Real-time payment systems which are appearing in major economies around the world, undercut a claim for crypto as a fast, low-cost payments innovation. Instead, it is slow, has limited capacity, and is unregulated, which means users are not protected.
“Electronic payments have been increasing for a while,” said Elena Whisler, senior vice president at The Clearing House, which launched real-time payments in November 2017.
“The global pandemic is forcing us to do things differently remotely.”
Real-time payments can cost pennies, or fractions of pennies, she said, and are often free for consumers — businesses tend to pay for most payments across all payment types, she added.
She sees crypto operating in closed loop systems —you can’t easily go from bitcoin to Ethereum and other digital assets.
“Our payment network can provide, and will be providing, what crypto claims to offer. Right now we see niche reasons why crypto exists — to hedge on currency or provide an alternative way to buy goods and services.”
However, in order to buy goods and services with crypto, funds need to move from crypto wallets to bank accounts.
“I still think the audience for crypto is a bit of a niche — users looking to create investment mechanisms to buy and sell those cryptos. It’s not mature or mass enough for people to buy services with crypto. People are playing with the idea, but it’s not a mature concept yet. It’s expensive and its slow because it’s not made available to function in our daily lives. I view it as an investment mechanism for trading.”
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Crypto advocates have touted it as a way to simplify cross-border payments and lower the costs, but The Clearing House is moving ahead there too, Whisler said.
“We have been conducting a proof of concept for cross-border real-time payments. We have finished that, focused mainly between the U.S. and Europe with the EBA (European Banking Authority) clearing. It showed the technical feasibility to go from the U.S. to a European financial institution and facilitating the payment flow, with minor formatting adjustments to ISO 20022, and having confirmation within a few seconds. The next step is establishing all the work-streams related to participation.”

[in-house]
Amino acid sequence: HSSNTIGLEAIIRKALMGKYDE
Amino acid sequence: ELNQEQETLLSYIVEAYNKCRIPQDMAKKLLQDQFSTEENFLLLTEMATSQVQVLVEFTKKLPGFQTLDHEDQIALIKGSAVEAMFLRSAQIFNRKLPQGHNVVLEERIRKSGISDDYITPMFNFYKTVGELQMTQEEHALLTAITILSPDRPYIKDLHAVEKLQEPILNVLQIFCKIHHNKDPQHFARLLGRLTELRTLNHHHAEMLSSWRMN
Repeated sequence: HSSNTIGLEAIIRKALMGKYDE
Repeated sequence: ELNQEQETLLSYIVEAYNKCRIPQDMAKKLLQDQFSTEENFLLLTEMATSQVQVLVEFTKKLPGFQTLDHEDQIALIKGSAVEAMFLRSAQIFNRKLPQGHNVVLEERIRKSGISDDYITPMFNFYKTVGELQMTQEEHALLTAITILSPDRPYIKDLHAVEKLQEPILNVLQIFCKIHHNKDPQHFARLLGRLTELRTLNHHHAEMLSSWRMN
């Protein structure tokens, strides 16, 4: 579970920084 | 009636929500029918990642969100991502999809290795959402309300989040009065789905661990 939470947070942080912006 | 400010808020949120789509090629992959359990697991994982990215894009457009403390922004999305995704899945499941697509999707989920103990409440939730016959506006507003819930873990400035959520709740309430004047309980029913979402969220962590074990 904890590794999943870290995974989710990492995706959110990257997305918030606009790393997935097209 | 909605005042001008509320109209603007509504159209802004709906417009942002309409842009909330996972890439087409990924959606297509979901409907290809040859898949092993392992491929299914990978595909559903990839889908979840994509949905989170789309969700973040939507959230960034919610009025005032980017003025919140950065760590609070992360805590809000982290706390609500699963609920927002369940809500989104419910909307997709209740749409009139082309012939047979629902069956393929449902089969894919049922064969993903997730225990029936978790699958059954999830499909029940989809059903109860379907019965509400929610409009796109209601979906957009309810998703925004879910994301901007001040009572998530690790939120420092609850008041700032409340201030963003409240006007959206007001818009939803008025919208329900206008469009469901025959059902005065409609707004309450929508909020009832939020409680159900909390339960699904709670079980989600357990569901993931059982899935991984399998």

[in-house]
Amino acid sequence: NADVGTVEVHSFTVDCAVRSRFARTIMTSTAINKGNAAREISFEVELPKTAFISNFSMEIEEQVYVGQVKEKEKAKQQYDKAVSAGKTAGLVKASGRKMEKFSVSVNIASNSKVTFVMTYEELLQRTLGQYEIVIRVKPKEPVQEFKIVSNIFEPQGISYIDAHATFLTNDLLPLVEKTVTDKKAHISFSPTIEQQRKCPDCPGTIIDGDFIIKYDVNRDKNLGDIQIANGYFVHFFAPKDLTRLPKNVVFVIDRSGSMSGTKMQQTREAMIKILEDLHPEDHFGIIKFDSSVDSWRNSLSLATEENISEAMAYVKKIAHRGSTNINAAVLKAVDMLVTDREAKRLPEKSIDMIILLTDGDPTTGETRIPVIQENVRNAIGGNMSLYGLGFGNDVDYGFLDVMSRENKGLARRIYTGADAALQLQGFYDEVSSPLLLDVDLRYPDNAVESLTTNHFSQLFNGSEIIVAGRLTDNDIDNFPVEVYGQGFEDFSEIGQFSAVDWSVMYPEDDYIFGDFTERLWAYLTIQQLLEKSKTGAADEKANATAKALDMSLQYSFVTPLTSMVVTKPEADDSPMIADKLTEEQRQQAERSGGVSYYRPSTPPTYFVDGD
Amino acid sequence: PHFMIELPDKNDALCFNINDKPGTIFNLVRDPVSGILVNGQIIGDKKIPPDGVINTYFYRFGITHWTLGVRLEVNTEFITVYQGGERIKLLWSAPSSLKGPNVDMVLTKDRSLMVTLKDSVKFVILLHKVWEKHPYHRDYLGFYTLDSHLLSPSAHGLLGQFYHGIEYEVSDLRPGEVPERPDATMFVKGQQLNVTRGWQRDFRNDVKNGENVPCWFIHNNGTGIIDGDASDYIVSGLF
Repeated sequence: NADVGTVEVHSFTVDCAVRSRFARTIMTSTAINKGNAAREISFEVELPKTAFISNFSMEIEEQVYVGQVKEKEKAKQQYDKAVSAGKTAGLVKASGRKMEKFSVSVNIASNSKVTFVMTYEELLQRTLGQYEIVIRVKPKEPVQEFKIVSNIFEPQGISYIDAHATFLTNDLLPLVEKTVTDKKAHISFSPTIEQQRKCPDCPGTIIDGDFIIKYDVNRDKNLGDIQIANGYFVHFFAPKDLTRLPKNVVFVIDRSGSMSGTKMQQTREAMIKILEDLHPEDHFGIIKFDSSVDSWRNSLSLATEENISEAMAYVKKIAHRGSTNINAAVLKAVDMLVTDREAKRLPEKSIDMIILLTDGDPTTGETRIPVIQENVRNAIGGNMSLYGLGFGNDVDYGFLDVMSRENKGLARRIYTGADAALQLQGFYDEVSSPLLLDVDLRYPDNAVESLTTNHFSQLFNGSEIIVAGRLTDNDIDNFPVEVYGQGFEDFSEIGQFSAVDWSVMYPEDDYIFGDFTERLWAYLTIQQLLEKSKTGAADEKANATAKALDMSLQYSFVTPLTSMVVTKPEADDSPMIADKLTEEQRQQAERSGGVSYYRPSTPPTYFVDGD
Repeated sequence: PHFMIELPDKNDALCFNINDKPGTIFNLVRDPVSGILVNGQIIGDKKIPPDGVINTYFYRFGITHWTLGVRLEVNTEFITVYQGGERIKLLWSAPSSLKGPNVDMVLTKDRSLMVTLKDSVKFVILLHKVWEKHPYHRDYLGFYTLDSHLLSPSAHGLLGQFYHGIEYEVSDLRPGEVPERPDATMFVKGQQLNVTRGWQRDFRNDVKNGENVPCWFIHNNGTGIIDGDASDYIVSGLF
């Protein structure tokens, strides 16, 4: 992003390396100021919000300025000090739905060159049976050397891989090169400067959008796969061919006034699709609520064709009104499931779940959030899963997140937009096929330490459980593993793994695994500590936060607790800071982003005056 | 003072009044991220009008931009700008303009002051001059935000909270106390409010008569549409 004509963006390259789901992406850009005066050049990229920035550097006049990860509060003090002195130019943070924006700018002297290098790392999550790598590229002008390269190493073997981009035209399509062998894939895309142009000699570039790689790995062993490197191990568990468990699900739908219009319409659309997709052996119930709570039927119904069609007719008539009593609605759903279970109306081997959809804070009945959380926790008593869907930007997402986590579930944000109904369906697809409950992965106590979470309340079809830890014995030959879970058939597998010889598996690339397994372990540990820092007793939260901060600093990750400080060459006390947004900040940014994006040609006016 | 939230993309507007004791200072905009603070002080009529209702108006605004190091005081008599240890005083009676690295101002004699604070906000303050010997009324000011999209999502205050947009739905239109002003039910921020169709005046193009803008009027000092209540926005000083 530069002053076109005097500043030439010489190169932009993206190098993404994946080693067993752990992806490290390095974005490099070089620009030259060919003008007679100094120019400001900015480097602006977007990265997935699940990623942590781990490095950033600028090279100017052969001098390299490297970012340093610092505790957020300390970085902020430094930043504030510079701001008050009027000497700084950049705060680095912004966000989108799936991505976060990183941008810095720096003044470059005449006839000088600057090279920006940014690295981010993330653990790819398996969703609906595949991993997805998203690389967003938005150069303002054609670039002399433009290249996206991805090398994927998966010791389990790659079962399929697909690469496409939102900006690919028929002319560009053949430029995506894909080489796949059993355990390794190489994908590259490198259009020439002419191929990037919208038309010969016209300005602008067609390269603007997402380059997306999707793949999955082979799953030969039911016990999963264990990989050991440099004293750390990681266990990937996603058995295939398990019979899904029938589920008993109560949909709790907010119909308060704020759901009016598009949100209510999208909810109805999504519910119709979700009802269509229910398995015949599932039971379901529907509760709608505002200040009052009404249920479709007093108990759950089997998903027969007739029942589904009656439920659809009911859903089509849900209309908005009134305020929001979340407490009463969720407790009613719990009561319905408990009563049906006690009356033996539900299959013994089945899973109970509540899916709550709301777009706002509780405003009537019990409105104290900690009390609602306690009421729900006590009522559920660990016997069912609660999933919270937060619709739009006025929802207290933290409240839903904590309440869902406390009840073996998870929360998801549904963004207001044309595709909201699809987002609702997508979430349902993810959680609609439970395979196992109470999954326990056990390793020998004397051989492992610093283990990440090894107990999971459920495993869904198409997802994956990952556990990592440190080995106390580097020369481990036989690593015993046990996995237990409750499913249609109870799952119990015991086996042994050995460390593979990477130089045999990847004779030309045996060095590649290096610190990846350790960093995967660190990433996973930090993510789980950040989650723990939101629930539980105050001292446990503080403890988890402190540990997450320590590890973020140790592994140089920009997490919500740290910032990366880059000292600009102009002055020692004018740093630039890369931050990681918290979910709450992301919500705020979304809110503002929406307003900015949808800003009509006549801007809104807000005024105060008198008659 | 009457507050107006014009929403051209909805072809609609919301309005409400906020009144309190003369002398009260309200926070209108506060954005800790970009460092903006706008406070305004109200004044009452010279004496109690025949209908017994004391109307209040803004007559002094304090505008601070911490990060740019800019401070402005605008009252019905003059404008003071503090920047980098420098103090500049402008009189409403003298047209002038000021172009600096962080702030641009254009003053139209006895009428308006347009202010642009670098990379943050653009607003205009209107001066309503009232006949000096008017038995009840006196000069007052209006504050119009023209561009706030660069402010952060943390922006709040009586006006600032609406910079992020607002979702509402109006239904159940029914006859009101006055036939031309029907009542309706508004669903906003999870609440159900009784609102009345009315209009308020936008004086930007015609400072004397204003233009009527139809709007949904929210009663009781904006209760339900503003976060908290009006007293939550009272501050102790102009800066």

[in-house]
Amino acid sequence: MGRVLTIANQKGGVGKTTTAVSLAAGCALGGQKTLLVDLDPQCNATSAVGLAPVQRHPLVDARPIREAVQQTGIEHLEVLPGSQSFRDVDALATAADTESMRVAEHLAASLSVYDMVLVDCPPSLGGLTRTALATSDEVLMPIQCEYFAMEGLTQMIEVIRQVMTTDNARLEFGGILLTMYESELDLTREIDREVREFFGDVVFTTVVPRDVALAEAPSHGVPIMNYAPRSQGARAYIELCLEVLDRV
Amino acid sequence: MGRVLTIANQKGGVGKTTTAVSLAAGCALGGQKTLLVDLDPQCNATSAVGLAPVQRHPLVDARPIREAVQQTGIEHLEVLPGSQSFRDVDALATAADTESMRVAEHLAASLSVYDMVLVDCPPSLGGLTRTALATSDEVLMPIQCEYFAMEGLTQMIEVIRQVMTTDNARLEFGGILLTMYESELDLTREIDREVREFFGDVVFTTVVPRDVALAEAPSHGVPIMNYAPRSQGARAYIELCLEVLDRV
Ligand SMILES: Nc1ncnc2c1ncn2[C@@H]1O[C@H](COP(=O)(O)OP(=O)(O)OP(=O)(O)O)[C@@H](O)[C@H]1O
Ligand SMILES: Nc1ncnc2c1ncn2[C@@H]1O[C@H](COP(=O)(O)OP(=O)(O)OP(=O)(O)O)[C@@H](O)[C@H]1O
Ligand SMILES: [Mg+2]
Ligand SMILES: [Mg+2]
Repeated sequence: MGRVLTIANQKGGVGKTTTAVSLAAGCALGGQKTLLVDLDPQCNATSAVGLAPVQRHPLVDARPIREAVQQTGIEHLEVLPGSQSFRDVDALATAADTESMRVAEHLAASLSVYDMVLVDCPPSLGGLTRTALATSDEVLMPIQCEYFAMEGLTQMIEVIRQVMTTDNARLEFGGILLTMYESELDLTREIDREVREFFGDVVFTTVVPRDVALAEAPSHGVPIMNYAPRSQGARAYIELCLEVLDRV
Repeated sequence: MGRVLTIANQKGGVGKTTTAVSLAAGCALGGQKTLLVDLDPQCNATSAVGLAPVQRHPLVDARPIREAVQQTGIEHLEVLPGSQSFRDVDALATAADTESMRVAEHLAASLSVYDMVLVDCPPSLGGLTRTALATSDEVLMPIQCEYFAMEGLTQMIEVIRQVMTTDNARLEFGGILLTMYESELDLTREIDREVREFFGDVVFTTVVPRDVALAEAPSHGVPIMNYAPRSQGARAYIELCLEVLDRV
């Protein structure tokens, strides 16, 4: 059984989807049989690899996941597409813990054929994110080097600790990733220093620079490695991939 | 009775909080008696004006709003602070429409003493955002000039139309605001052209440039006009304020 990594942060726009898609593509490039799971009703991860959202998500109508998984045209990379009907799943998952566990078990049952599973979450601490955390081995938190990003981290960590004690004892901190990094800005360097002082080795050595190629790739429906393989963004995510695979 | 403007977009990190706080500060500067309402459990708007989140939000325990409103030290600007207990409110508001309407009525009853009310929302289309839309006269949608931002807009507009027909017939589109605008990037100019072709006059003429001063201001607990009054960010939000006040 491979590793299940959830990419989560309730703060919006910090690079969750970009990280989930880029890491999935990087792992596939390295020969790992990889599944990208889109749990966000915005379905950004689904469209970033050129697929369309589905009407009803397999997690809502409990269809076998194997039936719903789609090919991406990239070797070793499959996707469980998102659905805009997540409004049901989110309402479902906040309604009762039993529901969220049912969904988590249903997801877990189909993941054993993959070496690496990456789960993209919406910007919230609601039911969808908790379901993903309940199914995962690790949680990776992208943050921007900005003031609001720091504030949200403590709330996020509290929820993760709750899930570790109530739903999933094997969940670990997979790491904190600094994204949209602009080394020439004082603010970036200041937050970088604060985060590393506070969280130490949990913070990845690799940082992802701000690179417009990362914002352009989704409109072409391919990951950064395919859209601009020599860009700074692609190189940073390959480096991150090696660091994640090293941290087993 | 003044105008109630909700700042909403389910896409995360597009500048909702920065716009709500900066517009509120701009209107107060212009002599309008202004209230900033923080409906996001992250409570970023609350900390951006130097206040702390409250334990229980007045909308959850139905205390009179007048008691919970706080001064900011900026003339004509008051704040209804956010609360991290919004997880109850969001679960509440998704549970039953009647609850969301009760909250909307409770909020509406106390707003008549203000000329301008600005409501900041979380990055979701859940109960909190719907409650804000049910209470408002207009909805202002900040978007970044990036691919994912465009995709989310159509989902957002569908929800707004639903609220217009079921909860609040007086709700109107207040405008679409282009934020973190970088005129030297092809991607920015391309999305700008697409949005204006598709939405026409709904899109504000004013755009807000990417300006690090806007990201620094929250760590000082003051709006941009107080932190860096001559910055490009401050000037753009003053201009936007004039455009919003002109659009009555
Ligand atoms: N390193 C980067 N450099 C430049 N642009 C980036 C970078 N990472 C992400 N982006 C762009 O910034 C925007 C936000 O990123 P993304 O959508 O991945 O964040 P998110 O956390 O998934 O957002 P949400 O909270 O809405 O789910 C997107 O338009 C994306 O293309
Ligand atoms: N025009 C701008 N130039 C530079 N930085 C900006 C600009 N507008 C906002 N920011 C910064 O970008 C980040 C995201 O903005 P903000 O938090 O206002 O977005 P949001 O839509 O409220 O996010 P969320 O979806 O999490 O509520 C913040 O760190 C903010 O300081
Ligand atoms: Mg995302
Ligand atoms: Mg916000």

The cross border initiative, dubbed IXB (Immediate Cross Border), will probably launch in 2023. Eventually it can lead to 24×7 funds movement around the world for real-time large-value payments.
“Any financial institution that is a participant in the RTP network would be able to originate or receive a real-time payment directly to any European financial institution that is member of EBA clearing.”
The Clearing House is still in the process of prioritizing the next countries to get involved. Whisler said TCH would like to work with nonbanks and fintechs who are providing payments services as partners, rather than the banks just providing settlement services. Financial institutions provide safety, security and trust, she added.
“They are regulated and are managed to a very high standard, and that will in effect provide great security to those payment transactions and allow those payments to follow U.S. payment laws to protect the end consumers and businesses.”
For more on the topic, see the transcript of an interview that Karen Webster at Pymnts.com did in December with Rob Hunter, deputy general counsel of TCH. Hunter said the industry began thinking about real-time payments in 2010 but the global financial crisis meant banks were tight on money to invest in technology.
(If you have an American Banker subscription, search for the great stories Kevin Wack did on the way big banks blocked NACHA on moving to faster payments and his question whether the Fed had the will to move — it dithered for several years and TCH got ahead of it.)
Advances in real-time payments are rarely mentioned in crypto discussions — it is almost as if the two topics are traveling down parallel but separate, rails. In discussing a Central Bank Digital Currency (CBDC) Hunter brought the topics together: “We’ve seen a lot of debate in Congress on the issue,” Hunter said. “Most of it has focused on the potential benefits of the central bank digital currency. I think the question needs to be posed: What problem does it actually solve?”
Go to Publisher: Financial Technology
Author: Tom Groenfeldt, Contributor